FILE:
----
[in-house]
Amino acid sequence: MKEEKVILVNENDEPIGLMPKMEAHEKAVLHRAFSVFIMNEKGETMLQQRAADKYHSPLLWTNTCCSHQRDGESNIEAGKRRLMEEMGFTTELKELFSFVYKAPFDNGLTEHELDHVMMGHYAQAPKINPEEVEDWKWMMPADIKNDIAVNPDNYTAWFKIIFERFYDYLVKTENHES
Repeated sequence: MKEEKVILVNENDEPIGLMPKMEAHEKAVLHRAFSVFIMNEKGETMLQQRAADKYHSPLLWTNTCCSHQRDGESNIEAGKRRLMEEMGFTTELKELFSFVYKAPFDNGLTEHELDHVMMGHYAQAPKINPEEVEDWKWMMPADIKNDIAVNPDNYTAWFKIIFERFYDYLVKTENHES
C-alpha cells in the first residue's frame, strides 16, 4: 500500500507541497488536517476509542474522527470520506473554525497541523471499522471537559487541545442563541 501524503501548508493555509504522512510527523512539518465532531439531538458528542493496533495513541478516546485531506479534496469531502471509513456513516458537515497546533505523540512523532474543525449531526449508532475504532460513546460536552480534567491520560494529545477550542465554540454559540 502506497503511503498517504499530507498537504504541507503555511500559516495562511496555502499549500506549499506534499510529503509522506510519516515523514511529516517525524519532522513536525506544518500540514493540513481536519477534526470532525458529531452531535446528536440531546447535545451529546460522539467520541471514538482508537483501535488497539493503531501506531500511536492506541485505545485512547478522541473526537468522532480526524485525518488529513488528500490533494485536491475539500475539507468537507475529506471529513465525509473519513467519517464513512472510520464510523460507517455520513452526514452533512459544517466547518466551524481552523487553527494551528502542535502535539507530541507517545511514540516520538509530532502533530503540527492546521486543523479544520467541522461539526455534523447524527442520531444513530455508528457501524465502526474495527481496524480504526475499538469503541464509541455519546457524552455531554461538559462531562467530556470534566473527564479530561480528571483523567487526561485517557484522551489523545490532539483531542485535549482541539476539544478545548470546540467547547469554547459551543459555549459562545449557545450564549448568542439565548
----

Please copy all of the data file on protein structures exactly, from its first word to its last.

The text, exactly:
[in-house]
Amino acid sequence: MKEEKVILVNENDEPIGLMPKMEAHEKAVLHRAFSVFIMNEKGETMLQQRAADKYHSPLLWTNTCCSHQRDGESNIEAGKRRLMEEMGFTTELKELFSFVYKAPFDNGLTEHELDHVMMGHYAQAPKINPEEVEDWKWMMPADIKNDIAVNPDNYTAWFKIIFERFYDYLVKTENHES
Repeated sequence: MKEEKVILVNENDEPIGLMPKMEAHEKAVLHRAFSVFIMNEKGETMLQQRAADKYHSPLLWTNTCCSHQRDGESNIEAGKRRLMEEMGFTTELKELFSFVYKAPFDNGLTEHELDHVMMGHYAQAPKINPEEVEDWKWMMPADIKNDIAVNPDNYTAWFKIIFERFYDYLVKTENHES
C-alpha cells in the first residue's frame, strides 16, 4: 500500500507541497488536517476509542474522527470520506473554525497541523471499522471537559487541545442563541 501524503501548508493555509504522512510527523512539518465532531439531538458528542493496533495513541478516546485531506479534496469531502471509513456513516458537515497546533505523540512523532474543525449531526449508532475504532460513546460536552480534567491520560494529545477550542465554540454559540 502506497503511503498517504499530507498537504504541507503555511500559516495562511496555502499549500506549499506534499510529503509522506510519516515523514511529516517525524519532522513536525506544518500540514493540513481536519477534526470532525458529531452531535446528536440531546447535545451529546460522539467520541471514538482508537483501535488497539493503531501506531500511536492506541485505545485512547478522541473526537468522532480526524485525518488529513488528500490533494485536491475539500475539507468537507475529506471529513465525509473519513467519517464513512472510520464510523460507517455520513452526514452533512459544517466547518466551524481552523487553527494551528502542535502535539507530541507517545511514540516520538509530532502533530503540527492546521486543523479544520467541522461539526455534523447524527442520531444513530455508528457501524465502526474495527481496524480504526475499538469503541464509541455519546457524552455531554461538559462531562467530556470534566473527564479530561480528571483523567487526561485517557484522551489523545490532539483531542485535549482541539476539544478545548470546540467547547469554547459551543459555549459562545449557545450564549448568542439565548